I've had some problems with my wheel bearings drying up lately and I really didn't want to spend the 500 or so on a set of Timken hubs. After talking with Aaron, I figured I would repack them like he did but I don't really have of the tools necessary to do it if anything is seized (I'm about 100% sure the hub has "welded" itself to the spindle because of the truck originally growing up in the East and all the water I play in).
Location of the zerk is up to you but I put it on the back side to keep it free of water and dust. This also meant I didn't have to cut apart the brake shield, relocate the ABS sensor AND its all shielded by the caliper.
- 3/16th and 7/32's drill bit. (Be sure to magnetize these!!!!!
- 1/4 28 tap (fine thread)
- A long and skinny piece of metal (I used a punch but a paperclip would work too) and magnetize this.
- 15/16th's socket for lug nuts
- 18mm socket to remove brake assembly
- 5/16th's socket to tighten the zerk.
- Grease gun
1) Take off your tire
2) Take off the entire brake assembly of the spindle and hang it.
3) Remove the rotor. Had to use a BFH to do this as a crow and 24 oz. framer wasn't cutting it. Couple whacks and it was off.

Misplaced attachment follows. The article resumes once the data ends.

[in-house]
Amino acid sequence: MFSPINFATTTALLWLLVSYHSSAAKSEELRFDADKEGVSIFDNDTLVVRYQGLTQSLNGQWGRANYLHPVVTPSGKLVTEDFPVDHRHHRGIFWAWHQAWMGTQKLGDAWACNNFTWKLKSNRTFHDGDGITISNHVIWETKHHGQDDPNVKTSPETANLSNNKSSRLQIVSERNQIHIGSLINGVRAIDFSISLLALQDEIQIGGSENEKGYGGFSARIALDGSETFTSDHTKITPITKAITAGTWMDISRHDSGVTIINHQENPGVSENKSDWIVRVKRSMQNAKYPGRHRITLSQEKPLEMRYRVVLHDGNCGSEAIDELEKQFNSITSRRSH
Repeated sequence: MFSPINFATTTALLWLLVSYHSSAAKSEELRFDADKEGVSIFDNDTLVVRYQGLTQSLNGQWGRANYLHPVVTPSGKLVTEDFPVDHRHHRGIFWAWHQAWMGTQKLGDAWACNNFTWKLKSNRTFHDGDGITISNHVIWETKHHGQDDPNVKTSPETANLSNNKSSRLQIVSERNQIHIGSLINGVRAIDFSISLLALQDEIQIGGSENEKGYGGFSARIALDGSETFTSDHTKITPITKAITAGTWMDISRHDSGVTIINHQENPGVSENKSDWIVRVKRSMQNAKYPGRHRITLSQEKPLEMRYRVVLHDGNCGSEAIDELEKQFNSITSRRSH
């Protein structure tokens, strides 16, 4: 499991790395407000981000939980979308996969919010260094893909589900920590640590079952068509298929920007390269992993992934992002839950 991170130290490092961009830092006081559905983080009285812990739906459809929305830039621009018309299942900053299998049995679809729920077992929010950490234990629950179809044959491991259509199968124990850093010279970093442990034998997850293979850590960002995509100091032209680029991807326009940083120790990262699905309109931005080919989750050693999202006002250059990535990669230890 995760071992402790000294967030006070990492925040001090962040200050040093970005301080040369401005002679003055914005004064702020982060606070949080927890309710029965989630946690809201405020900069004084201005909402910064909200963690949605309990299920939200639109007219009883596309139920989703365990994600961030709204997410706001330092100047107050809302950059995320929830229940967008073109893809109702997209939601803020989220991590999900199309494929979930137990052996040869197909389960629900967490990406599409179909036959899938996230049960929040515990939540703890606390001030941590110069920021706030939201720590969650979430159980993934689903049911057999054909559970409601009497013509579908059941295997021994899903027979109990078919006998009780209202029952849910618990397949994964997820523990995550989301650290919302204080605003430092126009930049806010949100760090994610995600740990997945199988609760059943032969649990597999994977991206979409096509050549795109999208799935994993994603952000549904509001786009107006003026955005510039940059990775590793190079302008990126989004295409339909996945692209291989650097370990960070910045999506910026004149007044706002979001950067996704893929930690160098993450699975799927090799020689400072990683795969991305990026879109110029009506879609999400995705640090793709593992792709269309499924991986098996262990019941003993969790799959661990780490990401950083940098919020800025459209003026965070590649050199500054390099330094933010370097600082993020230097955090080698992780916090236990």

4) Locate where you want to drill
5) Drill with the 3/16th's bit for approx. 1/2". Don't go all the way through yet. Take your 7/32's bit and drill in about 5/16" an inch. Clean out all of the metal shavings with punch and/or magnet. Go back to the 3/16th's and slowly go break through the bearing assembly. Clean the channel out of all metal shavings and be sure none drop inside of the bearing assembly.
6) Tap the hole with the 1/4 28 tap. The tap requires a 7/32's hole (the reasoning for the counter sink in the previous step).
7) Insert your zerk. I used a 1/4 long shaft zerk.
8) Grease the bitch up! I'm not even going to give a recommendation on how many pumps to do as it will all depend on how dry your bearings are. When looking through the hole, mine looked bone dry so I was pretty generous with the grease but made sure not to over pack so to break through the outer seals. You can pull out the ABS plug and that will give any "excess" grease an escape instead of busting through one of the out seals. After every few pumps, spin the hub a little to distribute the grease evenly to get the max amount in.
My hubs were starting to grind and after doing all of this, they aren't grinding anymore and they feel much better.
1973 RCLB Stroker SB
REBUILD BLOG - radio1973dodge.blogspot.com
- Longtravel suspension still being built, Grabber 35" MT's, Method Wheels, 4.10's.
- Custom dash/gauge cluster, Corbeau seats, dual electric fans, most of the wiring replaced, 7" HID's, lots of other flashy and bright lights
- Fuel cell, aluminum rad, rear tranny cooler, front and rear tube bumpers, cut rear rockers and cage work ready to get started on.